Frontline Investigates BP's Internal Culture Of Wet Greed And Hot Fear

Frontline digs into the muck of BP’s corporate culture leading up to the biggest environmental disaster in American history in a new hard-hitting investigation. Through interviews with current and former employees and regulators and experts, Frontline probes the internal environment of wet greed and hot fear that spawned the oily monster ravaging the Gulf. Catch “The Spill” on Oct 26. Here’s a preview:

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  1. Fineous K. Douchenstein says:

    Of course it could have been prevented. Safety measures were bypassed, and that has already been discussed.

    • Ryan says:

      While safety devices were bypassed in the most recent accident, I expect to see the dysfunctions present at all levels of management at BP exposed. I also expect to see the diffuse management structure used by BP and other companies discredited. I also expect to see more on the unsound process of budgeting for facilities and projects with inflexible amounts that have either no increases year to year for the budget or in some years budget cuts of 25% in actual dollars.

      In the future, I also would like to see a large number of people with MBAs told to go back to school and/or told to find new work in a different field.

  2. caddisfly says:

    Damnit Frontline! You were supposed to be looking at the miners or that missing kid by now. Maybe a quarterback’s genitals. Why do you just HAVE to dwell on the past, dredging up all that oily muck.

  3. dolemite says:

    So…someone can send an inappropriate picture to a minor and get years upon years in prison, yet these guys can kill umpteen humans, billions of other organisms, and ruin countless miles of ocean and land, while ruining the livelihood of thousands of Americans due to negligence and…nada. Just some fines. Yet when it comes to campaign finance, the organization is considered a person. hmmm…

    • c!tizen says:

      Here’s one that’s even worse…

      This guy (former military) ends up in jail for a malfunction, but these businessmen can walk all over US citizens, lie, steal, and walk away with millions and face no punishment at all…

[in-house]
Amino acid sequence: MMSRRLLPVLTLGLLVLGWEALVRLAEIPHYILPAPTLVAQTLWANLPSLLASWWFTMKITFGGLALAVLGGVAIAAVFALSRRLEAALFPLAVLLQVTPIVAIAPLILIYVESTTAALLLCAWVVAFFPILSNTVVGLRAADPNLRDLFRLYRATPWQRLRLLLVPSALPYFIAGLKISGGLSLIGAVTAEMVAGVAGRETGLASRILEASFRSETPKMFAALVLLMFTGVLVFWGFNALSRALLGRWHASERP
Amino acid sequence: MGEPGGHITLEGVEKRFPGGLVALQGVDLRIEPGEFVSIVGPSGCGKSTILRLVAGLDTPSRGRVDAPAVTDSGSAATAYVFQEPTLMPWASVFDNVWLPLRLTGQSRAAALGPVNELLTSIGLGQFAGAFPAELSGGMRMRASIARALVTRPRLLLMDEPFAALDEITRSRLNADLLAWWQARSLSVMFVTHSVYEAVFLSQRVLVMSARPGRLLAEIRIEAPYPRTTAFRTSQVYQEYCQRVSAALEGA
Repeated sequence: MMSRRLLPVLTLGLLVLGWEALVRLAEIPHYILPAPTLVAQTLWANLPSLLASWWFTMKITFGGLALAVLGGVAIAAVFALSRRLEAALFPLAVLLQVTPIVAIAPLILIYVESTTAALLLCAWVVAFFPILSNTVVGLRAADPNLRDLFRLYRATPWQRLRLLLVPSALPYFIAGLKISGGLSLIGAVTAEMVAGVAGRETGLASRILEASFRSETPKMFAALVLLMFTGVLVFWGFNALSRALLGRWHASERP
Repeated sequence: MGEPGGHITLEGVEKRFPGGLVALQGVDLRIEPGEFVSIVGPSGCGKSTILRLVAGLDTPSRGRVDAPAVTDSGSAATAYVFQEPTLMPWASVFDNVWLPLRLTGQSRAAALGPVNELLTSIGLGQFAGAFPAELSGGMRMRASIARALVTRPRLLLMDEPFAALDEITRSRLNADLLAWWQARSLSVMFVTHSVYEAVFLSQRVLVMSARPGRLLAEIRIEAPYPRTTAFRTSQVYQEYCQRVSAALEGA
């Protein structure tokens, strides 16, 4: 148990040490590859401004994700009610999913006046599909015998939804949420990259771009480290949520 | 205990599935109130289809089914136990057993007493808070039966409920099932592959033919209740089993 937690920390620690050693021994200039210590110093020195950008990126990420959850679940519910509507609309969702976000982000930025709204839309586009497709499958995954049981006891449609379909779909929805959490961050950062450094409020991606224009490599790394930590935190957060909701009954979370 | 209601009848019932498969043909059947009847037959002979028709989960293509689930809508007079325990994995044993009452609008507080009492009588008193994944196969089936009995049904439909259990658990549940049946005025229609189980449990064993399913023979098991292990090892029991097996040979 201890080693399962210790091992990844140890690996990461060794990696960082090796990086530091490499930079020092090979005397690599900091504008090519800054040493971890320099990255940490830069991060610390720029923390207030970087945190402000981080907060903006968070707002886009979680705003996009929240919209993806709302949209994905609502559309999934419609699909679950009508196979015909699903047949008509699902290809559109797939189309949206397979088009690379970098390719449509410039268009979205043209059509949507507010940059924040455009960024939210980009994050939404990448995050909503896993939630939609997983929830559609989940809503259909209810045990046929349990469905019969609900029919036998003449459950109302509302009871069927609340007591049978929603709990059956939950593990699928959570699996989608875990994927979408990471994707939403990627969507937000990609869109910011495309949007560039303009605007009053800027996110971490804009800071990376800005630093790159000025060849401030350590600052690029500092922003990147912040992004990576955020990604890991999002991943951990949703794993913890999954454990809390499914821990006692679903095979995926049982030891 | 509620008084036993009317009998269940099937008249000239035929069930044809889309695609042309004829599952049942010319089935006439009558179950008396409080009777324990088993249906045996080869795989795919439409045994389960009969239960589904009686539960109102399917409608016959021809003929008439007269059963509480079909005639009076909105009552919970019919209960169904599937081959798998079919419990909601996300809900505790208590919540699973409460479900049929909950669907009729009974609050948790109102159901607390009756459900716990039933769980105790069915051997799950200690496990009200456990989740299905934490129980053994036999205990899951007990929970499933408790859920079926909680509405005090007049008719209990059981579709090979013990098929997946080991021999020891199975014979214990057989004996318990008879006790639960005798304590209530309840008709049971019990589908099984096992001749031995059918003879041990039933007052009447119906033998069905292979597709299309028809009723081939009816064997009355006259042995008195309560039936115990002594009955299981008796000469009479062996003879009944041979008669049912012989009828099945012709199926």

I think since corporations can now be recognized as people, they should be recognized as children and the board of directors and top execs should be held responsible for their child’s actions, punishable by jail time, 6 or 7 figure company fines (with a clause that they can’t lay off personnel below a certain pay level or touch company assets for retirement and pension funds), full personal asset liquidations, and a good old fashion public ass-whoppin to top it off.

  4. blogger X says:

    Frontline is SOO effing awesome! Everything they do is made of pure win!

  5. barcodetattoo says:

    Frontline’s awesomeness is legendary, but has gained a chink. “The Spill”? Place palm to forehead here. What transpired in the Gulf (and subsequently affected so many livelihoods) was no mere spill. From the start of this event, things looked fishy, from the way it happened to the way it was “covered” by the media. Deepwater Horizon is a glimpse into corporate devil-may-care culture. To call this a spill is a slap in the face of those affected. Just goes to show that the soundbite media couldn’t put aside their buzzwords and give exposure to people in need.

  6. runswithscissors says:

    Having a “Cutlure of Fear” where employees are kept too afraid for their careers/jobs to speak the truth is a trend running RAMPANT in corporations today. I watch it happen day in and day out where I work and it causes massive problems with products and services and thus profits. But hey! at least our management aren’t having any uppity employees speaking up! Their authority is absolute, and that’s what really matters.

  7. smo0 says:

    Whatever happened to the whistleblowers?!?!?!?!